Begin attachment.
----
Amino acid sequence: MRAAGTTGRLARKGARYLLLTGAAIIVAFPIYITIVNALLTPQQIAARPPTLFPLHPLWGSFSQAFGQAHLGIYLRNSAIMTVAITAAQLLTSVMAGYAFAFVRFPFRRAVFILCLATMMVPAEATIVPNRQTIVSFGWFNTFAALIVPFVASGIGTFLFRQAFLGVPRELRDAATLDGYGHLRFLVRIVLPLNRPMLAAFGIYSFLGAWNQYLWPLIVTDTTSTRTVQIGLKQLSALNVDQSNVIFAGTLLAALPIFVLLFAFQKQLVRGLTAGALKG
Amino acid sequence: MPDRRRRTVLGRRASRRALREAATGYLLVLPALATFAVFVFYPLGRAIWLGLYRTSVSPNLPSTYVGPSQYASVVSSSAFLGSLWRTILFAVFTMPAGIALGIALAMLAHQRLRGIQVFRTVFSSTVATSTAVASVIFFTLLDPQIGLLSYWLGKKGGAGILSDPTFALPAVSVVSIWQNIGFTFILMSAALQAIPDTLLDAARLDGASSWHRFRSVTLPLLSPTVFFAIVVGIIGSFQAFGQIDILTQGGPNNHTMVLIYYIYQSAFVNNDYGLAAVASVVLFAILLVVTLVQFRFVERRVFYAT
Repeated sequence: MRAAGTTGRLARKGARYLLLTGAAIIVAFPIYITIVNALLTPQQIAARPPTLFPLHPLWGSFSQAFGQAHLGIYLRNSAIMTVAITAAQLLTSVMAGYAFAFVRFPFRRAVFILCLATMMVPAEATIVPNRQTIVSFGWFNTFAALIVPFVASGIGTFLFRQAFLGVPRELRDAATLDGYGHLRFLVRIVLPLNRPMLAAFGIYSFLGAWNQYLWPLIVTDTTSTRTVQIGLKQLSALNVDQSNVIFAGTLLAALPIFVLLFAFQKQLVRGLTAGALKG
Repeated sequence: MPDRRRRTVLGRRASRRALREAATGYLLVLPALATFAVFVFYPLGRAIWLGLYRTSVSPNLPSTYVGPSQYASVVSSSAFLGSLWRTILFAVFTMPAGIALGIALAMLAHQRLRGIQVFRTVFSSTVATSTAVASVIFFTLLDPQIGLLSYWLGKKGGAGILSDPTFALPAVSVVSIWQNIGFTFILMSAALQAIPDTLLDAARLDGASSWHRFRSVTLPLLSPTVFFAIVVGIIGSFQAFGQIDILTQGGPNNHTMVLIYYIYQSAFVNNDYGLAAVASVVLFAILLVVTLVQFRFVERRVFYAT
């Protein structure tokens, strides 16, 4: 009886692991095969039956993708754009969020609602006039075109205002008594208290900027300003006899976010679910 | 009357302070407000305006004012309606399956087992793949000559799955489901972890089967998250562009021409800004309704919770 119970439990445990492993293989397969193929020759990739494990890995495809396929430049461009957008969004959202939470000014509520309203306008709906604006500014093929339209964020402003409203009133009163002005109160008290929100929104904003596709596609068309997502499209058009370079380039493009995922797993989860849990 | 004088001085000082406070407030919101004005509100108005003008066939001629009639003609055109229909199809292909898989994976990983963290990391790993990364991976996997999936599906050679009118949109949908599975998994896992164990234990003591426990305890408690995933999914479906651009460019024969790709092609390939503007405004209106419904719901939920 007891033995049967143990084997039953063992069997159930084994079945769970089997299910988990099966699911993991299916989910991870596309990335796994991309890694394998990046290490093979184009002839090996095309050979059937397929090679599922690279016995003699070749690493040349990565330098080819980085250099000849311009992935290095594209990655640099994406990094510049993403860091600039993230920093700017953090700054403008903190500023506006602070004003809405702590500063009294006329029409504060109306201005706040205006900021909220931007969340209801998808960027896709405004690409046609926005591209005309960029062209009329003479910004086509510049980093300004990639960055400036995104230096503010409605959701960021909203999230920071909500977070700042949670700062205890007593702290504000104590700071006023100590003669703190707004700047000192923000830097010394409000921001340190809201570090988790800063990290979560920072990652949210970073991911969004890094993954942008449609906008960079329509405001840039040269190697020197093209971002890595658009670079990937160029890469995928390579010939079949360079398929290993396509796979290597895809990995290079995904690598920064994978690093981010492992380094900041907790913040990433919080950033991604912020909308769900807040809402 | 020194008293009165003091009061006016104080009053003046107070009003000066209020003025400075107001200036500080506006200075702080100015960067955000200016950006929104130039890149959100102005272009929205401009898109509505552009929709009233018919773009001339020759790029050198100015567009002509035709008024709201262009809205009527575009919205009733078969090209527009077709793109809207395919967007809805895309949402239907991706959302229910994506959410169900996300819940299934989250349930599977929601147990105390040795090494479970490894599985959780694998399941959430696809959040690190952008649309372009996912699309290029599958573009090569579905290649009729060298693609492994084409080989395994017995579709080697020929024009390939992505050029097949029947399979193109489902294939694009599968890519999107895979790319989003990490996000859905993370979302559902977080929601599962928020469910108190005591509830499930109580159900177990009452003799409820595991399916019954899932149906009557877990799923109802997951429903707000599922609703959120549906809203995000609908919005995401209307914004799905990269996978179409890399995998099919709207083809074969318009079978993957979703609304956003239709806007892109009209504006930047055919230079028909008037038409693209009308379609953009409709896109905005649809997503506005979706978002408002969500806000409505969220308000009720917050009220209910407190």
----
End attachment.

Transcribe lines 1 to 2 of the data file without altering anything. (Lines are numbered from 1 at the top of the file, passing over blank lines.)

Amino acid sequence: MRAAGTTGRLARKGARYLLLTGAAIIVAFPIYITIVNALLTPQQIAARPPTLFPLHPLWGSFSQAFGQAHLGIYLRNSAIMTVAITAAQLLTSVMAGYAFAFVRFPFRRAVFILCLATMMVPAEATIVPNRQTIVSFGWFNTFAALIVPFVASGIGTFLFRQAFLGVPRELRDAATLDGYGHLRFLVRIVLPLNRPMLAAFGIYSFLGAWNQYLWPLIVTDTTSTRTVQIGLKQLSALNVDQSNVIFAGTLLAALPIFVLLFAFQKQLVRGLTAGALKG
Amino acid sequence: MPDRRRRTVLGRRASRRALREAATGYLLVLPALATFAVFVFYPLGRAIWLGLYRTSVSPNLPSTYVGPSQYASVVSSSAFLGSLWRTILFAVFTMPAGIALGIALAMLAHQRLRGIQVFRTVFSSTVATSTAVASVIFFTLLDPQIGLLSYWLGKKGGAGILSDPTFALPAVSVVSIWQNIGFTFILMSAALQAIPDTLLDAARLDGASSWHRFRSVTLPLLSPTVFFAIVVGIIGSFQAFGQIDILTQGGPNNHTMVLIYYIYQSAFVNNDYGLAAVASVVLFAILLVVTLVQFRFVERRVFYAT